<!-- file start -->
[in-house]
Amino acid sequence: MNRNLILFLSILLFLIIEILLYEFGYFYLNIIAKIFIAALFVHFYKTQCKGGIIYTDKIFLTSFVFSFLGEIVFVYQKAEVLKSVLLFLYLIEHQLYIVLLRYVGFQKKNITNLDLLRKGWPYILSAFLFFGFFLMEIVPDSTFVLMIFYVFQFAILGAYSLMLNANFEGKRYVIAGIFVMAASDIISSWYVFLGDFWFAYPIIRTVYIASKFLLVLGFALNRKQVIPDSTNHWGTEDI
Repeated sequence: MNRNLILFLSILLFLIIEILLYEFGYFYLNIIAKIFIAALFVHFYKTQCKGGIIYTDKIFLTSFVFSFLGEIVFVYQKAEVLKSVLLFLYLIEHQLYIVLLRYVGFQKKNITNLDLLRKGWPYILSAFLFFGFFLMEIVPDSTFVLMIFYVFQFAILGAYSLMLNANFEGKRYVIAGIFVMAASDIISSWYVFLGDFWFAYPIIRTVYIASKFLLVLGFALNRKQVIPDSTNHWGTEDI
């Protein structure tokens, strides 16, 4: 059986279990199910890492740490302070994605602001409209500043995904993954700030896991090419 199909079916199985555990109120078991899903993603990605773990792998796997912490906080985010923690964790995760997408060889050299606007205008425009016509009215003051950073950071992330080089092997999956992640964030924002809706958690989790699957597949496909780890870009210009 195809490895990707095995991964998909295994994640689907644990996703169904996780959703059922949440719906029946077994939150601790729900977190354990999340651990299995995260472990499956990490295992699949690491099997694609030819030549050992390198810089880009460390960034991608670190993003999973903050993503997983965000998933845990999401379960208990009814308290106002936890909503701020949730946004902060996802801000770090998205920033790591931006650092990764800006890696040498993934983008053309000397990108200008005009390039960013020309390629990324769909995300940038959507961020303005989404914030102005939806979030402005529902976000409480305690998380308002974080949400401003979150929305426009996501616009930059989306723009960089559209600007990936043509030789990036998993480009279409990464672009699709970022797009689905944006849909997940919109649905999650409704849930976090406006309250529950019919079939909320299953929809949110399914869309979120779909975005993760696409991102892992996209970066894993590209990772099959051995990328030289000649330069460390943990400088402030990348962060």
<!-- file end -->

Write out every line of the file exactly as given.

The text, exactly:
[in-house]
Amino acid sequence: MNRNLILFLSILLFLIIEILLYEFGYFYLNIIAKIFIAALFVHFYKTQCKGGIIYTDKIFLTSFVFSFLGEIVFVYQKAEVLKSVLLFLYLIEHQLYIVLLRYVGFQKKNITNLDLLRKGWPYILSAFLFFGFFLMEIVPDSTFVLMIFYVFQFAILGAYSLMLNANFEGKRYVIAGIFVMAASDIISSWYVFLGDFWFAYPIIRTVYIASKFLLVLGFALNRKQVIPDSTNHWGTEDI
Repeated sequence: MNRNLILFLSILLFLIIEILLYEFGYFYLNIIAKIFIAALFVHFYKTQCKGGIIYTDKIFLTSFVFSFLGEIVFVYQKAEVLKSVLLFLYLIEHQLYIVLLRYVGFQKKNITNLDLLRKGWPYILSAFLFFGFFLMEIVPDSTFVLMIFYVFQFAILGAYSLMLNANFEGKRYVIAGIFVMAASDIISSWYVFLGDFWFAYPIIRTVYIASKFLLVLGFALNRKQVIPDSTNHWGTEDI
């Protein structure tokens, strides 16, 4: 059986279990199910890492740490302070994605602001409209500043995904993954700030896991090419 199909079916199985555990109120078991899903993603990605773990792998796997912490906080985010923690964790995760997408060889050299606007205008425009016509009215003051950073950071992330080089092997999956992640964030924002809706958690989790699957597949496909780890870009210009 195809490895990707095995991964998909295994994640689907644990996703169904996780959703059922949440719906029946077994939150601790729900977190354990999340651990299995995260472990499956990490295992699949690491099997694609030819030549050992390198810089880009460390960034991608670190993003999973903050993503997983965000998933845990999401379960208990009814308290106002936890909503701020949730946004902060996802801000770090998205920033790591931006650092990764800006890696040498993934983008053309000397990108200008005009390039960013020309390629990324769909995300940038959507961020303005989404914030102005939806979030402005529902976000409480305690998380308002974080949400401003979150929305426009996501616009930059989306723009960089559209600007990936043509030789990036998993480009279409990464672009699709970022797009689905944006849909997940919109649905999650409704849930976090406006309250529950019919079939909320299953929809949110399914869309979120779909975005993760696409991102892992996209970066894993590209990772099959051995990328030289000649330069460390943990400088402030990348962060």